A state timeline indicates the Main Street Fire debris could be gone by the end of June, if there are no unexpected delays. It’s been more than 17 months since the blaze destroyed three downtown buildings leaving behind a long-term eyesore for Lovelock residents and visitors.

The Nevada Department of Environmental Protection took over the cleanup months ago with costs covered by an EPA grant so there should be no costs for property owners or the city. But, the NDEP cleanup process is meticulous due to strict federal and state guidelines that require thorough analysis, safe handling and proper disposal of potentially hazardous material.

In 2020, a city contractor tested the debris and reported low levels of hazardous materials such as asbestos. NDEP later hired a contractor to collect additional “suspect asbestos-containing material”. According to the NDEP timeline, contractor Broadbent & Associates should have debris test results by the end of the month. Asbestos requires special cleanup procedures.

“Any additional asbestos-containing material found in the debris must be abated in a manner that is protective of construction workers and public health and prior to cleanup of the rubble,” the NDEP timeline states.

According to the timeline, negotiations are underway with property owners for access to the burned parcels, a corrective action plan is being prepared and a structural evaluation has or will be done by a structural engineer due to concerns about the “Bank Building.” The structure survived the fire but may have been damaged by intense heat and large volumes of water.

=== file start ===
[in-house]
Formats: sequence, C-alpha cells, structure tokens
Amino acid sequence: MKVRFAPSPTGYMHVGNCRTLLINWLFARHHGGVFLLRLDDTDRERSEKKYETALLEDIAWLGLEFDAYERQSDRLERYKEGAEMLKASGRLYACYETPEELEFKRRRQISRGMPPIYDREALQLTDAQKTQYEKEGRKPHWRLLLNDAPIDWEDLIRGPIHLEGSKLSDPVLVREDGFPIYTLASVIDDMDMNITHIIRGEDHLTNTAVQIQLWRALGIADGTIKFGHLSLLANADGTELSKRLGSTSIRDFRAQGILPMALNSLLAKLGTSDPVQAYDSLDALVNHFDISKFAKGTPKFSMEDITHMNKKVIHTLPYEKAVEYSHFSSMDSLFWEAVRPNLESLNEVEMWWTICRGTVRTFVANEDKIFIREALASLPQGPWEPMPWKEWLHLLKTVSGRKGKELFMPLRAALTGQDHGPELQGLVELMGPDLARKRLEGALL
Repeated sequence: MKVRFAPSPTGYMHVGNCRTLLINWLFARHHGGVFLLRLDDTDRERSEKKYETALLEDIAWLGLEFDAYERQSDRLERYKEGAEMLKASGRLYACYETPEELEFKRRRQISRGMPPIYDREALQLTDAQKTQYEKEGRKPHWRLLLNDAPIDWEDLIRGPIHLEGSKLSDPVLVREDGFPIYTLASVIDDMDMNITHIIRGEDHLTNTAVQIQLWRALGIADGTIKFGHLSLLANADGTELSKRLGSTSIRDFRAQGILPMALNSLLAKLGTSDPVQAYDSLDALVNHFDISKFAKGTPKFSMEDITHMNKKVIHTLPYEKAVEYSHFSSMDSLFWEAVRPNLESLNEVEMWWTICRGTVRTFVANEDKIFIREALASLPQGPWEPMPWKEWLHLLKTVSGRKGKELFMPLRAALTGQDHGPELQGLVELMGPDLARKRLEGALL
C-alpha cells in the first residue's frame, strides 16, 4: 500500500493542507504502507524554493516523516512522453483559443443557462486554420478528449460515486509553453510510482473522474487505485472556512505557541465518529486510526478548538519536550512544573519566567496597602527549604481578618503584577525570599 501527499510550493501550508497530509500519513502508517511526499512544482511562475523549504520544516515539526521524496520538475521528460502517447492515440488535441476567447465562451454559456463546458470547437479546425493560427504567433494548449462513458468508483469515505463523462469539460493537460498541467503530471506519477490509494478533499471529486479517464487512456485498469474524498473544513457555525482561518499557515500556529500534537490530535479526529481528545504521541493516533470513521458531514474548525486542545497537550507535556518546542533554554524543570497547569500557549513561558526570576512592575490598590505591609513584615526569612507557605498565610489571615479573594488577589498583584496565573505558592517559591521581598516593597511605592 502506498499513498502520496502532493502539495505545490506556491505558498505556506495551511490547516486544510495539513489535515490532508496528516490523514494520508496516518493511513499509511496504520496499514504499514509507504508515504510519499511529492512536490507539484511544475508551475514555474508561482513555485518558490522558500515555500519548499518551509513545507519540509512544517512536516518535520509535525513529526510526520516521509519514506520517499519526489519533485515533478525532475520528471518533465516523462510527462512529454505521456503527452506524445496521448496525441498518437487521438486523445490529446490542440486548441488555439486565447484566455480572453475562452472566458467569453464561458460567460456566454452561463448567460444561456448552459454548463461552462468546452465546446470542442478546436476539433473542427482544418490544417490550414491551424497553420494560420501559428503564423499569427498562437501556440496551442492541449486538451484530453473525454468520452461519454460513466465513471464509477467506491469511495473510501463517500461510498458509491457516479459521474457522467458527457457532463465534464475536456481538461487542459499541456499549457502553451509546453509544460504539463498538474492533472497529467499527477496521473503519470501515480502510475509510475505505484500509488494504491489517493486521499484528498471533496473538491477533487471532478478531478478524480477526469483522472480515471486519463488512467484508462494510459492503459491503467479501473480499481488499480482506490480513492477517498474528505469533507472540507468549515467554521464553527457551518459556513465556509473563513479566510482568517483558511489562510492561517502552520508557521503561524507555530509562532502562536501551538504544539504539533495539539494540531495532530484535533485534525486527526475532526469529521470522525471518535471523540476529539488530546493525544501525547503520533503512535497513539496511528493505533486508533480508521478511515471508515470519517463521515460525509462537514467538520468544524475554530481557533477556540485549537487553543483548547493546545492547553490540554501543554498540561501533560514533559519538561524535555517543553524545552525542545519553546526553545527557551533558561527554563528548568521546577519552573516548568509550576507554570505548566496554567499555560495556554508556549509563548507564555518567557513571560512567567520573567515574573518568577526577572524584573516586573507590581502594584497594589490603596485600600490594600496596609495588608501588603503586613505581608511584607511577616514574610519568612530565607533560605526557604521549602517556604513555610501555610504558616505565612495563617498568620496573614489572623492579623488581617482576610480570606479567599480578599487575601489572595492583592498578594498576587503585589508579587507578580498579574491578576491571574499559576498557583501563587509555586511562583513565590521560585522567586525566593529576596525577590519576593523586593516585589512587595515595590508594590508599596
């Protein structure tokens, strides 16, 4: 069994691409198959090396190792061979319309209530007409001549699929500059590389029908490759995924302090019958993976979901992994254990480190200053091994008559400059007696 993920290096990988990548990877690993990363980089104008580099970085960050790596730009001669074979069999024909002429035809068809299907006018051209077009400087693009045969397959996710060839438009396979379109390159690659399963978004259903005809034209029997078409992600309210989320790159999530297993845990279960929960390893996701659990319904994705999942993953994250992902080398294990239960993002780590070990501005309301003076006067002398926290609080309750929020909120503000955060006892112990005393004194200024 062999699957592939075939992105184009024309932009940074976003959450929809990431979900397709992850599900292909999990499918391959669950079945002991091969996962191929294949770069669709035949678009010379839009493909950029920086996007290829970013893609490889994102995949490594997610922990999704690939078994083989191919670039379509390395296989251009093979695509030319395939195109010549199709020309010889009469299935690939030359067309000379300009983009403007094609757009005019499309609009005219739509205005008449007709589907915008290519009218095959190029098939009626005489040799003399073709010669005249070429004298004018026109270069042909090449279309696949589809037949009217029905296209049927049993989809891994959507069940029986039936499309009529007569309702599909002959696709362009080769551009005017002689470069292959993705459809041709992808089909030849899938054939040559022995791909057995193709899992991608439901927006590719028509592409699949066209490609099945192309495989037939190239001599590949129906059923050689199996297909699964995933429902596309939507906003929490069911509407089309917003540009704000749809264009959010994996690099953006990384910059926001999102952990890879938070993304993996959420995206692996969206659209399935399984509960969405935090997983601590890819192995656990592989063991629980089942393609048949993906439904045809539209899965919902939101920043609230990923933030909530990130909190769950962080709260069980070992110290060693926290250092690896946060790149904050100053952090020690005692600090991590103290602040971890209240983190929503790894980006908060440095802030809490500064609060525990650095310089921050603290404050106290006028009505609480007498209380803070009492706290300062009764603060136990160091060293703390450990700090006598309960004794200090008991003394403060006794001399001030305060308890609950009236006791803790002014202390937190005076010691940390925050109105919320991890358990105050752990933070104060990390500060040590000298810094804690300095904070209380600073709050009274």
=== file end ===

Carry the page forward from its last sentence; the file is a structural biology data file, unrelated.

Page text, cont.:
Western Nevada Development District spokesman Don Vetter explained the situation.

“There was a little hitch in the giddyup because there were concerns about the structural integrity of the Bank Building and putting crews and equipment in that vicinity,” he said. “Apparently that analysis has been done by the landowner. I don’t know the exact results.”

In May and early June, Broadbent is scheduled to prepare cleanup contractor bid specs, conduct a pre-bid site visit, review the contractor bids and select a cleanup contractor.

The winning bidder could then start the project in late June but the state’s timeline does not specify exactly when the cleanup will begin or how long it will take. Vetter remains optimistic.

“We’re still looking at June 7 through 18 for selection of the contractor and execution of the contract for the cleanup,” he said. “Sometime after that June date, if we’re on track, we should have the trucks and the shovels and all that stuff. I think we’re still within that timeline...You have to check all the boxes and be sure that you comply with all EPA and state NDEP guidelines.”

On March 23, Broadbent completed an “archaeological significance evaluation” at the burn site. A footnote in the timeline explains why this process was required by the federal government.

“The archaeological significance evaluation will be used to determine if there are any archaeological remains in the rubble that would require specific monitoring during cleanup activities. Because prior to the burn, the site was deemed an historic site, the archaeological significance evaluation is required for NDEP (i.e., federal funding grantee) to comply with Section 106 of the National Historic Preservation Act.”

Meanwhile, the burned lot at 230 Main Street, still covered with debris, has been listed on www.realtor.com for $70,000. Aerial and street-level photos on the website remind viewers of how the Treasures Bookstore, Pershing Pub and a former law office appeared before the fire.

Treasures Bookstore opened five years ago in April, 2016. Store owner Michael Murphy shared his personal collection of about 20,000 books with customers from throughout the region.